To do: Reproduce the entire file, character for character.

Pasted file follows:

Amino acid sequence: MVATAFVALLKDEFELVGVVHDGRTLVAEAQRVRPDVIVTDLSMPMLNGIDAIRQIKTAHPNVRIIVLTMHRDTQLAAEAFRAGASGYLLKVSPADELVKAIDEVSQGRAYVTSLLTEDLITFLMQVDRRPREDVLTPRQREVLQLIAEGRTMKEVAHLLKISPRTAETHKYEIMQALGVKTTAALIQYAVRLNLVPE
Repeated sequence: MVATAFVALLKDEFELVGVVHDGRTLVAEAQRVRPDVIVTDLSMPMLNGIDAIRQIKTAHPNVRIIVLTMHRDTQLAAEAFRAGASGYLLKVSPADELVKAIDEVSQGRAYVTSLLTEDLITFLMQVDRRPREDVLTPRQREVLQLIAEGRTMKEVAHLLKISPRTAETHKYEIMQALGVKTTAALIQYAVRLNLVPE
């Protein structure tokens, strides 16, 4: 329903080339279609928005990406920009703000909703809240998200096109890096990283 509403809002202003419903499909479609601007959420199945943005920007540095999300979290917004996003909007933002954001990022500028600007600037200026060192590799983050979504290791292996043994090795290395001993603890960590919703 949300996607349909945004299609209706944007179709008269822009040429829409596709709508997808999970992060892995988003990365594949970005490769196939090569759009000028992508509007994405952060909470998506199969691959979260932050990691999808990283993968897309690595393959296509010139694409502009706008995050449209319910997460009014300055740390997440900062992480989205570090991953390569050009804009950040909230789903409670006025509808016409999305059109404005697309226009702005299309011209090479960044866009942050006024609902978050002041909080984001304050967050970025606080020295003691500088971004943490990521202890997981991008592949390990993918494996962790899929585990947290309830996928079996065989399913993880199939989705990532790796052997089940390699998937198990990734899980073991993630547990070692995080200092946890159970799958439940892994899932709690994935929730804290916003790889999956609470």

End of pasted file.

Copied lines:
Amino acid sequence: MVATAFVALLKDEFELVGVVHDGRTLVAEAQRVRPDVIVTDLSMPMLNGIDAIRQIKTAHPNVRIIVLTMHRDTQLAAEAFRAGASGYLLKVSPADELVKAIDEVSQGRAYVTSLLTEDLITFLMQVDRRPREDVLTPRQREVLQLIAEGRTMKEVAHLLKISPRTAETHKYEIMQALGVKTTAALIQYAVRLNLVPE
Repeated sequence: MVATAFVALLKDEFELVGVVHDGRTLVAEAQRVRPDVIVTDLSMPMLNGIDAIRQIKTAHPNVRIIVLTMHRDTQLAAEAFRAGASGYLLKVSPADELVKAIDEVSQGRAYVTSLLTEDLITFLMQVDRRPREDVLTPRQREVLQLIAEGRTMKEVAHLLKISPRTAETHKYEIMQALGVKTTAALIQYAVRLNLVPE
């Protein structure tokens, strides 16, 4: 329903080339279609928005990406920009703000909703809240998200096109890096990283 509403809002202003419903499909479609601007959420199945943005920007540095999300979290917004996003909007933002954001990022500028600007600037200026060192590799983050979504290791292996043994090795290395001993603890960590919703 949300996607349909945004299609209706944007179709008269822009040429829409596709709508997808999970992060892995988003990365594949970005490769196939090569759009000028992508509007994405952060909470998506199969691959979260932050990691999808990283993968897309690595393959296509010139694409502009706008995050449209319910997460009014300055740390997440900062992480989205570090991953390569050009804009950040909230789903409670006025509808016409999305059109404005697309226009702005299309011209090479960044866009942050006024609902978050002041909080984001304050967050970025606080020295003691500088971004943490990521202890997981991008592949390990993918494996962790899929585990947290309830996928079996065989399913993880199939989705990532790796052997089940390699998937198990990734899980073991993630547990070692995080200092946890159970799958439940892994899932709690994935929730804290916003790889999956609470």